The Internet of Things (IoT) refers to the process of connecting everyday physical objects to the internet—from common household objects like lightbulbs; to healthcare assets like medical devices; to wearables, smart devices, and even smart cities.
The IoT devices placed within those physical objects primarily fall into 1 of 2 categories: they are either a switch (that sends a command to a thing), or a sensor (that collects data and sends it elsewhere).
IoT refers to any system of physical devices that receive and transfer data over wireless networks with limited human intervention. This is made possible by integrating compute devices in all kinds of objects.
For instance, a smart thermostat (smart usually means IoT) can receive location data from your smart car while you are commuting. These connected devices can adjust your home’s temperature before you arrive. This is achieved without your intervention, and produces a more desirable result than if you manually adjusted the thermostat.
A typical IoT system—like the smart home described above—works by continuously sending, receiving, and analyzing data in a feedback loop. Depending on the kind of IoT technology, analysis can be conducted either by humans or artificial intelligence and machine learning (AI/ML) in near real-time or over a longer period.
Think of the smart home example. In order to predict the optimal time to control the thermostat before arriving home, your IoT system might connect to the Google Maps API for data about real-time traffic patterns in your area. It could also use the long-term data your connected car collects to inform commuting habits. Beyond that, IoT data collected from every smart thermostat customer can be analyzed by utility companies as part of large-scale optimization efforts.
IoT often gets attention from consumers, whose experiences with technologies like wearable smartwatches are tempered by the inherent privacy and security concerns that come with constant connectivity. This consumer perspective is prevelant throughout all kinds of enterprise IoT projects—especially when the end user is the general public.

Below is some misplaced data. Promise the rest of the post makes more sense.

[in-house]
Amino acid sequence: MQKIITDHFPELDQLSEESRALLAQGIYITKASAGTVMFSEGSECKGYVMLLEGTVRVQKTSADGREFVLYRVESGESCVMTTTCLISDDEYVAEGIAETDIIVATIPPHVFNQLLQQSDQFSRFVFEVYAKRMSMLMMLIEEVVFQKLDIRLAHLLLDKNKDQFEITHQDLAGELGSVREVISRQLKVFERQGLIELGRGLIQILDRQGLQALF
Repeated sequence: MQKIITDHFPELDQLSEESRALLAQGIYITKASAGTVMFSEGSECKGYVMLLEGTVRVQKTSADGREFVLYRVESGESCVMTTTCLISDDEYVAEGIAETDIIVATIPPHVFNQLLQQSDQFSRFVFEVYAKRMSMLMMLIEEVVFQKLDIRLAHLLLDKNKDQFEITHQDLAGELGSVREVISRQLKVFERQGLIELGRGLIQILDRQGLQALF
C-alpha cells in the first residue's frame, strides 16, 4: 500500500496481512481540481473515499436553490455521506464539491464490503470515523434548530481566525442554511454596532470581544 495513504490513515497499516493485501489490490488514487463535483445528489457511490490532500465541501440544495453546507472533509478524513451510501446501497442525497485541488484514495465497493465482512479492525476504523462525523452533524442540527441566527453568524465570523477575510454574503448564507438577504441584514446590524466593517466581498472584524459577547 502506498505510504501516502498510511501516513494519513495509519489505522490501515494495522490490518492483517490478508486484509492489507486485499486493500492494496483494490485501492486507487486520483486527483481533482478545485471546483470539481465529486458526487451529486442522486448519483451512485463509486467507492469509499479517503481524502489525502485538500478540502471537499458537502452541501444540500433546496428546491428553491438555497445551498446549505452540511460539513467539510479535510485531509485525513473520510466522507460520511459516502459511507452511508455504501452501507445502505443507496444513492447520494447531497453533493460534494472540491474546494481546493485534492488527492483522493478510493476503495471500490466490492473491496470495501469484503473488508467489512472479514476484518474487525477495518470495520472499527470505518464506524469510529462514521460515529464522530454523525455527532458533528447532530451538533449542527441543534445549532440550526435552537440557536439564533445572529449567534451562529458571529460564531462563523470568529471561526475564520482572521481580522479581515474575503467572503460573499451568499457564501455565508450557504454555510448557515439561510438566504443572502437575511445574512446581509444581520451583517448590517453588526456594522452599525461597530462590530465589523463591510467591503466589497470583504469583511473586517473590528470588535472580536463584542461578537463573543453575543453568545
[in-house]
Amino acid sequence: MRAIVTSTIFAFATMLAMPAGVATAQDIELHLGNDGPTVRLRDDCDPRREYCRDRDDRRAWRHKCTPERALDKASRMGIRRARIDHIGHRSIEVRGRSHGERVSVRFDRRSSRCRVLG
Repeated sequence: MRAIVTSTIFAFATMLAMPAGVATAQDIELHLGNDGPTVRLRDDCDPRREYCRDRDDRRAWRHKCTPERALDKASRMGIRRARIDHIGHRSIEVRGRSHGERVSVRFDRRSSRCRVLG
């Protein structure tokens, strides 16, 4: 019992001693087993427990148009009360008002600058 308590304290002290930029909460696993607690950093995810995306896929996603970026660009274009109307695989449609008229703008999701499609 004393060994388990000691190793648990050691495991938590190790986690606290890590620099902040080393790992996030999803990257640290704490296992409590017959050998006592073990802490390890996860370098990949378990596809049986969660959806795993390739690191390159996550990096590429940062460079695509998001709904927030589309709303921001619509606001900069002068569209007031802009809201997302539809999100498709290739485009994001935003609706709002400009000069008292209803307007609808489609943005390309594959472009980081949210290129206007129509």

Enterprise IoT solutions allow companies to improve existing business models and build new connections with customers and partners—but not without challenges. The volume of data produced by a system of smart devices can become overwhelming (often described as big data). Integrating big data into existing systems and setting up data analytics to act on it can get complicated.
IoT security is a major consideration when building IoT systems. Still, for many companies, IoT has been worth the effort, and successful enterprise IoT use cases can be found in nearly every industry.
Industrial IoT (IIoT)
Imagine the lifecycle of heavy machinery used on a construction site. Different professionals may stress equipment differently over time, and break downs for any number of reasons are an expected part of operations. Specialized sensors can be added to parts of the machinery that are most prone to breaking or overuse. These sensors can be used for predictive maintenance, to improve human proficiency (an example of real-time data collection and analysis), and inform the engineers who designed the machinery on how to improve new models (an example of longer-term data analysis). Industrial IoT (IIoT) encompasses use cases like these across manufacturing, energy, and other industrial practices.
Logistics and transportation IoT